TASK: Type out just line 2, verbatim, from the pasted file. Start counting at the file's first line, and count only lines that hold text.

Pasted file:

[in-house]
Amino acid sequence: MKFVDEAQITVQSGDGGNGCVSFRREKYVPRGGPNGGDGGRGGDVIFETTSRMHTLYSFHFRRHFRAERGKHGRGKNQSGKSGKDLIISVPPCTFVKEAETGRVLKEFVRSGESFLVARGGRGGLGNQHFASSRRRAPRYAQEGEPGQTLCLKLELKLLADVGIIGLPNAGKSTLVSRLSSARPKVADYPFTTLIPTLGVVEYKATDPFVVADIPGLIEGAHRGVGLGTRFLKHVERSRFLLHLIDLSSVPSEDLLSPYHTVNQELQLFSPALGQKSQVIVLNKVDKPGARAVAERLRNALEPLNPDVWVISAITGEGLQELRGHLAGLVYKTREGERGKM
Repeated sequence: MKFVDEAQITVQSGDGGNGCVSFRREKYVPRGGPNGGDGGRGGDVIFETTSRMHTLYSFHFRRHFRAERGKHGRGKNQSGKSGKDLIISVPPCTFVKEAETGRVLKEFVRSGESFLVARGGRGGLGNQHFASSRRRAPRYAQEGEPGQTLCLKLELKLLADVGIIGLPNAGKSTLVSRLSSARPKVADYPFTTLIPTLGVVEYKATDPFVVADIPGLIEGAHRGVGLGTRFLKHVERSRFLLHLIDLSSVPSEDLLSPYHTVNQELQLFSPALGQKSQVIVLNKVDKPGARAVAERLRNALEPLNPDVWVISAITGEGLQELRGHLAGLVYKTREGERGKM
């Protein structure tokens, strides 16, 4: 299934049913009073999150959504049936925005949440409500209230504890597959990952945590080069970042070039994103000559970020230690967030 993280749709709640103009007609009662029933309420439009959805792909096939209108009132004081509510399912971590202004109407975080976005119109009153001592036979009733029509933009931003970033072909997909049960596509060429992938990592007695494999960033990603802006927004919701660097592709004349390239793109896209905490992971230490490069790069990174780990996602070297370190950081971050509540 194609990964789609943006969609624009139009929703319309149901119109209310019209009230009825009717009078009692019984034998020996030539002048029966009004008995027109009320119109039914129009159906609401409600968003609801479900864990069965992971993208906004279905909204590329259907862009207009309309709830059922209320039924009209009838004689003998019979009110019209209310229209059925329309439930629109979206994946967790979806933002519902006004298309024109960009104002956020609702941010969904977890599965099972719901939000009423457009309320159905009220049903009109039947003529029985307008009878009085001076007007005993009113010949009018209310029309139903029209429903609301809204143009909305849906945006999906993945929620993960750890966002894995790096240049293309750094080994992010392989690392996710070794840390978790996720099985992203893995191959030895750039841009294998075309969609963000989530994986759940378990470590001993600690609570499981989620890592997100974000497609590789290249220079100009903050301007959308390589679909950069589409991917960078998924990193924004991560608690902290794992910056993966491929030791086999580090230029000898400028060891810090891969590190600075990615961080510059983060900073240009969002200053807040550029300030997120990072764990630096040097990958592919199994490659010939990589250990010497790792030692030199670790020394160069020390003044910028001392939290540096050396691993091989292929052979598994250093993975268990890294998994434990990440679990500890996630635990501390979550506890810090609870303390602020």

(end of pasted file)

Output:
Amino acid sequence: MKFVDEAQITVQSGDGGNGCVSFRREKYVPRGGPNGGDGGRGGDVIFETTSRMHTLYSFHFRRHFRAERGKHGRGKNQSGKSGKDLIISVPPCTFVKEAETGRVLKEFVRSGESFLVARGGRGGLGNQHFASSRRRAPRYAQEGEPGQTLCLKLELKLLADVGIIGLPNAGKSTLVSRLSSARPKVADYPFTTLIPTLGVVEYKATDPFVVADIPGLIEGAHRGVGLGTRFLKHVERSRFLLHLIDLSSVPSEDLLSPYHTVNQELQLFSPALGQKSQVIVLNKVDKPGARAVAERLRNALEPLNPDVWVISAITGEGLQELRGHLAGLVYKTREGERGKM